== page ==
Berry Good Day For Gardening

Head Line News Report Hehehe, you really can’t make this stuff up.

A man was alarmed when the police helicopter swooped low over his property.
Soon, Bartow County, Georgia, deputies “strapped to the gills” with guns and with a drug dog in tow onverged on his doorstep.
They had the grower dead to rights.
Except the plant that cops had spotted from the air was … Okra.
Grin maybe I won’t grow Okra next year!!!

Berry Garden

Probably the 2 most important considerations in planning your berry patch is ample moisture and your soil pH.
To measure the acidity of a substance, scientists use the pH test. The abbreviation pH stands for parts Hydrogen. The pH scale runs from 0 to 14, 0 is a highly acidic, 14 is highly alkaline and 7 is perfectly neutral. Soil pH is normally in the 5.0 to 8.5+ pH range.

Many soils have a pH in the slightly acidic range (the upper 6’s). Only soils that have a high lime content running into the alkaline end of the scale. Most plants require a soil pH between 6.0 and 7.0(Neutral pH). Wet soils tend to be more acidic than dry soils. Acidic soils 5.0 to 6.0 pH, Neutral soil 6.0 to 7.0 pH and
alkaline soil 7.0 to 8.5+ pH.

Berries don’t like me very much In my part of Southwest Oklahoma my soil is about 7.9 pH. way to alkaline to make most berry plants happy. Our high summer temperatures and dry winds do not favor berry crops.

Yes your right. There are things that can be done to admin soil to make it more acid based. However that is a never ending yearly project that I am not willing to start or do every spring.

I have included a U.S. map to help you determine your soils pH. Any area colored blue / blueish is basically alkaline soils. The brown / brownish areas have acid based soils. Click Map To Zoom In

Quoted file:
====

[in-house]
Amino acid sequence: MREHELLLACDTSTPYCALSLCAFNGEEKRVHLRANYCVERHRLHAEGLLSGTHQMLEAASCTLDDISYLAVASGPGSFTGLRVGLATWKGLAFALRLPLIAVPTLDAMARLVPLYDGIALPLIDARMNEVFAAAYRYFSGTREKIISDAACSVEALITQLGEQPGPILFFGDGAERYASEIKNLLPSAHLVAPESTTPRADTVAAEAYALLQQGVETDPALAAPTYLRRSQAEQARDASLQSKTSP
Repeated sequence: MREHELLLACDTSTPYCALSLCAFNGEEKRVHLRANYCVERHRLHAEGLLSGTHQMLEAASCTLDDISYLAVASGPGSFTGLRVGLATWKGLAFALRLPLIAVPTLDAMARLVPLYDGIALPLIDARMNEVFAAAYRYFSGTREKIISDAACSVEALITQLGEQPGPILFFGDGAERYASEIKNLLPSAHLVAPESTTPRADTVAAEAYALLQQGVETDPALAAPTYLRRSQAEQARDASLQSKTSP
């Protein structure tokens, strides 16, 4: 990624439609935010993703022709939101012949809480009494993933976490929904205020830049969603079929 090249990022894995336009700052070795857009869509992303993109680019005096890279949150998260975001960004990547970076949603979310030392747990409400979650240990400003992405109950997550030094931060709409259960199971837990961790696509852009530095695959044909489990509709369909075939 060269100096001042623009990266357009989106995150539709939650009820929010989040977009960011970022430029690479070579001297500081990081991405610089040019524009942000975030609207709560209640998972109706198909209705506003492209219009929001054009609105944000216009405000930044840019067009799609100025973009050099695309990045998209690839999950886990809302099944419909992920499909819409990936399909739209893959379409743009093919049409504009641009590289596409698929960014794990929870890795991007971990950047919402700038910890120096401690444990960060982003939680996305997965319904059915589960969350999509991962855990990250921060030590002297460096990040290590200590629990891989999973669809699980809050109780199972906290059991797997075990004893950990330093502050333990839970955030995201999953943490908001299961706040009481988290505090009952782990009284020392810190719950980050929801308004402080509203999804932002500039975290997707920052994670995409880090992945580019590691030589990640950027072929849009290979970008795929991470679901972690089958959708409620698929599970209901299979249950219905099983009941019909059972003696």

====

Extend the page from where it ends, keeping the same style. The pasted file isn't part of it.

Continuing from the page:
usa pH map

Blueberry – perennial
Wild (lowbush) blueberries are smaller than cultivated highbush berries and are prized for their intense color. The lowbush blueberry is found from the Atlantic Canadian provinces westward to Quebec and southward to Michigan and West Virginia.

Highbush cultivars of blueberries are available, with each variety having a unique flavor. Rabbiteye blueberr is a southern type of blueberry produced from the Carolinas to the Gulf Coast states. Other important species in North America include the hillside or dryland blueberry. It is native to the eastern U.S. and is common in the Appalachians and the Piedmont of the Southeast. Sparkleberry is a common wild species found on sandy soils in the Southeast.

Raspberry – perennial
Many of the most important modern commercial red raspberry cultivars derive from hybrids between R. idaeus and R. strigosus.
Raspberries can be cultivated from hardiness zones 3 to 9. Raspberries are traditionally planted in the winter as dormant canes.

Warning Raspberries are very vigorous and can be locally invasive. They propagate using basal shoots (also known as suckers), extended underground shoots that develop roots and individual plants. They can sucker new canes some distance from the main plant. For this reason, raspberries spread well, and can take over gardens if left unchecked.

Blackberry – perennial